The Constitution of Pakistan contains implied references to ADR, but few municipal laws of Pakistan bear explicit mention of ADR methods and mechanisms. For instance, the Criminal Procedure Code, dating back to 1898, makes stipulations for summary trials. Similarly, the Arbitration Act of 1940 has supported resolution of disputes through arbitration. The Recognition and Enforcement (arbitration agreement and foreign arbitral awards) Ordinance, 2006 recognizes and provides support to international and domestic arbitration agreements. Furthermore, ADR has been recognized expressly by the Small Claims and Minor Offences Courts Ordinance of 2002 and Sections 102-106 of the Sind/Baluchistan/North-West Frontier/Punjab (SBNP) Local Government Ordinance of 2001.
In 2017, Pakistan legislated the Alternative Dispute Resolution Act, which requires certain civil matters to be referred to mediation, if the parties agree. This law has been implemented in Punjab and is awaiting full implementation in the Federation. The statutes extend to multiple ADR mechanisms, including: arbitration mediation, conciliation and neutral evaluation. Under these laws, a matter may not be submitted to mediation, if it involves an intricate question of law or fact. In addition, the statute stipulates a resolution through mediation within 30 days and arbitration within 60 days of the submission of the dispute. ADR services are to be provided at a rate agreed upon by the parties. An extensive list of civil matters amenable to ADR mechanisms has been appended to these statutes.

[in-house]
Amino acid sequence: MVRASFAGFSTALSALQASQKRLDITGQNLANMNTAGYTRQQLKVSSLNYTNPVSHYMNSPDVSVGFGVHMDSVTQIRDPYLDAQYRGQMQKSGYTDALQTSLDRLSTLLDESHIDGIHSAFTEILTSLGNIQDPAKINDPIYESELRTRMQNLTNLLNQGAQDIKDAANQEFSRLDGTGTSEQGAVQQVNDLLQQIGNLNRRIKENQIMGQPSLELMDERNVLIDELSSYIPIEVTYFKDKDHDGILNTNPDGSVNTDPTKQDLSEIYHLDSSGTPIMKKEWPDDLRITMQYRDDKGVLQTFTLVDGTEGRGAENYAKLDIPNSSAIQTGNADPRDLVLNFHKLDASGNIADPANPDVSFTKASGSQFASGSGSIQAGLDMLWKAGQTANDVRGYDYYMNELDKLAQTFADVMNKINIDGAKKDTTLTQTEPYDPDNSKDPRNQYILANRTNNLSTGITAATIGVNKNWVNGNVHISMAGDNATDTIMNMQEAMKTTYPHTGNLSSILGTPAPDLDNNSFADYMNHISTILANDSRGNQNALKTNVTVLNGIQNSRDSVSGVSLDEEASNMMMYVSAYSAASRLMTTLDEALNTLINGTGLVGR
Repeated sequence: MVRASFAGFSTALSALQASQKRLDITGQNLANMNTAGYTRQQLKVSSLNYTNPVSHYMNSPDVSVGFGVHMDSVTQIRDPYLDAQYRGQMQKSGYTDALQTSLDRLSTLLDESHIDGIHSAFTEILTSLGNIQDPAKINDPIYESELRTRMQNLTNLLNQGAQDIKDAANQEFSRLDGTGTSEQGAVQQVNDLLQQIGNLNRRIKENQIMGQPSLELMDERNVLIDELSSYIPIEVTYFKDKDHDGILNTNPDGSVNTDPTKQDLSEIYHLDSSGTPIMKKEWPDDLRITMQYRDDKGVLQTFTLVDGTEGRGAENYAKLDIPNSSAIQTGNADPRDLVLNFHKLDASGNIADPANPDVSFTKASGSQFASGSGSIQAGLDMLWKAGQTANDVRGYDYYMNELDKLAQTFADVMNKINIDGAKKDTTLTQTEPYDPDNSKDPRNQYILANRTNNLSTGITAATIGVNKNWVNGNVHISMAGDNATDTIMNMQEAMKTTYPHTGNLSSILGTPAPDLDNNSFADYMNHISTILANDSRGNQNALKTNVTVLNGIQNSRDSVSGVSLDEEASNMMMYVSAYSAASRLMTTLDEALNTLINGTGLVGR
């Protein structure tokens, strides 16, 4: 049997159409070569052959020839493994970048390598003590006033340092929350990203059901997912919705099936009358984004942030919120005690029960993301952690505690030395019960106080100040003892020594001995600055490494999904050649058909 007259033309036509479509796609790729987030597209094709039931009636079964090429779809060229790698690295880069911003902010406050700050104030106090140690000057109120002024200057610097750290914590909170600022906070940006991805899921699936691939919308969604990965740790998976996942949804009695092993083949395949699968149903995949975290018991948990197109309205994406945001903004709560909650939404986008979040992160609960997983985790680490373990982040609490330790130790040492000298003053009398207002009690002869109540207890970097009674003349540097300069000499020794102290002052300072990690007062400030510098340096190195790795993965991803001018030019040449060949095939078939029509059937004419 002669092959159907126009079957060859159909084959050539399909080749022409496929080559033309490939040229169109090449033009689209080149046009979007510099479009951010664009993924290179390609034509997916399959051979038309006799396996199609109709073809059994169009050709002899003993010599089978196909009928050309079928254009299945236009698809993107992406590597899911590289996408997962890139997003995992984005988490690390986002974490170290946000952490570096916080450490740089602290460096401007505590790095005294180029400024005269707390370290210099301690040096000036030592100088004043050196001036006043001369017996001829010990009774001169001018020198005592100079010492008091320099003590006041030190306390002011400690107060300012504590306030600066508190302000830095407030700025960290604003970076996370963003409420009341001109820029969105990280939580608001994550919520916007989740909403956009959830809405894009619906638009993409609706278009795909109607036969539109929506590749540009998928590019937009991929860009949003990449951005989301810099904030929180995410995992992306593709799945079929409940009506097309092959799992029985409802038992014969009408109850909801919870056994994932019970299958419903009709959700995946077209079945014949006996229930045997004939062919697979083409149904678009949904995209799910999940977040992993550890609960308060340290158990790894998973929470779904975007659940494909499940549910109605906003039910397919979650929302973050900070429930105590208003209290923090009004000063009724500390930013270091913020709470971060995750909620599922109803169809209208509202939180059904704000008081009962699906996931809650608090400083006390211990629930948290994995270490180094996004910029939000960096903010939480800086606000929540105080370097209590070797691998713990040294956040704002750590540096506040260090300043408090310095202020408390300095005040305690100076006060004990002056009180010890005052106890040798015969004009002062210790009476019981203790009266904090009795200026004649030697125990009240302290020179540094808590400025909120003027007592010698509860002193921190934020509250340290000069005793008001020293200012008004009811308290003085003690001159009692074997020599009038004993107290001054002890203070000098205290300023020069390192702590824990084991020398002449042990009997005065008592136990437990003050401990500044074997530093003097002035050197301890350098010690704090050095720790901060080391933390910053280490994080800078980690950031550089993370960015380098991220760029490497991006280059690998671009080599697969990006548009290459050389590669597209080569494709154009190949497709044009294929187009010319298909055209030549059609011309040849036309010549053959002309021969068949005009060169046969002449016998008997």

The State has established thirty-six ADR centers in Punjab, Pakistan. These centers dealt with 6,812 cases within 191 days of their inception. As a result, there is a strong commitment toward integrating meditation into the legal system of Pakistan.
In the last decade, various ADR centers have been created at the national level, by private individuals, to promote ADR in Pakistan.
By Nudrat Piracha, Senior Fellow – Pakistan, Weinstein International Foundation.